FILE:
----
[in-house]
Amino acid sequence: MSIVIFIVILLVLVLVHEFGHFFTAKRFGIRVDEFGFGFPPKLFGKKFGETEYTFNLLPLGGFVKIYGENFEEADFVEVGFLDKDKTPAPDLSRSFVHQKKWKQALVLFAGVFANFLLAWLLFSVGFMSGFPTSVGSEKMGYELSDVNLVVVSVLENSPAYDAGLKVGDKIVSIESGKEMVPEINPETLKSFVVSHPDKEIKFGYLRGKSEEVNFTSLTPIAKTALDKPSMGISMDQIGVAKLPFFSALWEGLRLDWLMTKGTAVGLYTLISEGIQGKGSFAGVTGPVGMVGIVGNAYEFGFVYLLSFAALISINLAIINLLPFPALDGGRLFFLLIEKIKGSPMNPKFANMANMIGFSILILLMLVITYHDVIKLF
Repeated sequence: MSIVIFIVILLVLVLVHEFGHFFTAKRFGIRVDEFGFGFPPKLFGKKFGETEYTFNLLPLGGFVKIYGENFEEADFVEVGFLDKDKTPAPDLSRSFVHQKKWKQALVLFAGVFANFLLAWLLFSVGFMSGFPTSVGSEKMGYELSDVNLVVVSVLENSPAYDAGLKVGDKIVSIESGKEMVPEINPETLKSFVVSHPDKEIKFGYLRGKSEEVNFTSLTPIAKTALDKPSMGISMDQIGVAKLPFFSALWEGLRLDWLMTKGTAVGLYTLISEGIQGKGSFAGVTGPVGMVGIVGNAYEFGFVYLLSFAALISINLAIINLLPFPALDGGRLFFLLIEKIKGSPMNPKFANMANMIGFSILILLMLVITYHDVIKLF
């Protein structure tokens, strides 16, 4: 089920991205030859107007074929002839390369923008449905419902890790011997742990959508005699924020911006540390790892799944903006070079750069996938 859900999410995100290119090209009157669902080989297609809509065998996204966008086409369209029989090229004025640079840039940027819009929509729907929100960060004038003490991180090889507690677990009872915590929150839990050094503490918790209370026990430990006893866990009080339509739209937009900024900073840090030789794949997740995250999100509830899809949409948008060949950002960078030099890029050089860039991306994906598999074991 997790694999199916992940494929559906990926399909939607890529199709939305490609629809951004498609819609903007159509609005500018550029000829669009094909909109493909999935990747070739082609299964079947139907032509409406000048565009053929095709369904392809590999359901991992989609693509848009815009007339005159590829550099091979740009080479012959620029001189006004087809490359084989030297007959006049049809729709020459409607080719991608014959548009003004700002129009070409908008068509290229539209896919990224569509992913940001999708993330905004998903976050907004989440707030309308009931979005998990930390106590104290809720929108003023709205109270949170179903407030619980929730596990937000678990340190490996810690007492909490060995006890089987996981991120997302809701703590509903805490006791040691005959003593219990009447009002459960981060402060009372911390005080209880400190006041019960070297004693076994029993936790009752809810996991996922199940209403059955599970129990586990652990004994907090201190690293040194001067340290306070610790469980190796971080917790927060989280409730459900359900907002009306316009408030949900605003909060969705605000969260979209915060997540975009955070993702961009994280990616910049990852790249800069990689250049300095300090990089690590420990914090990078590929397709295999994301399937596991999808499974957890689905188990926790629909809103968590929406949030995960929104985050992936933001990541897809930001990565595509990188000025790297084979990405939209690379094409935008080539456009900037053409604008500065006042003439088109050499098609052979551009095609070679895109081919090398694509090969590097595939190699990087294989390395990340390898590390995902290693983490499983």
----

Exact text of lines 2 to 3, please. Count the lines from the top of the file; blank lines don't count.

Amino acid sequence: MSIVIFIVILLVLVLVHEFGHFFTAKRFGIRVDEFGFGFPPKLFGKKFGETEYTFNLLPLGGFVKIYGENFEEADFVEVGFLDKDKTPAPDLSRSFVHQKKWKQALVLFAGVFANFLLAWLLFSVGFMSGFPTSVGSEKMGYELSDVNLVVVSVLENSPAYDAGLKVGDKIVSIESGKEMVPEINPETLKSFVVSHPDKEIKFGYLRGKSEEVNFTSLTPIAKTALDKPSMGISMDQIGVAKLPFFSALWEGLRLDWLMTKGTAVGLYTLISEGIQGKGSFAGVTGPVGMVGIVGNAYEFGFVYLLSFAALISINLAIINLLPFPALDGGRLFFLLIEKIKGSPMNPKFANMANMIGFSILILLMLVITYHDVIKLF
Repeated sequence: MSIVIFIVILLVLVLVHEFGHFFTAKRFGIRVDEFGFGFPPKLFGKKFGETEYTFNLLPLGGFVKIYGENFEEADFVEVGFLDKDKTPAPDLSRSFVHQKKWKQALVLFAGVFANFLLAWLLFSVGFMSGFPTSVGSEKMGYELSDVNLVVVSVLENSPAYDAGLKVGDKIVSIESGKEMVPEINPETLKSFVVSHPDKEIKFGYLRGKSEEVNFTSLTPIAKTALDKPSMGISMDQIGVAKLPFFSALWEGLRLDWLMTKGTAVGLYTLISEGIQGKGSFAGVTGPVGMVGIVGNAYEFGFVYLLSFAALISINLAIINLLPFPALDGGRLFFLLIEKIKGSPMNPKFANMANMIGFSILILLMLVITYHDVIKLF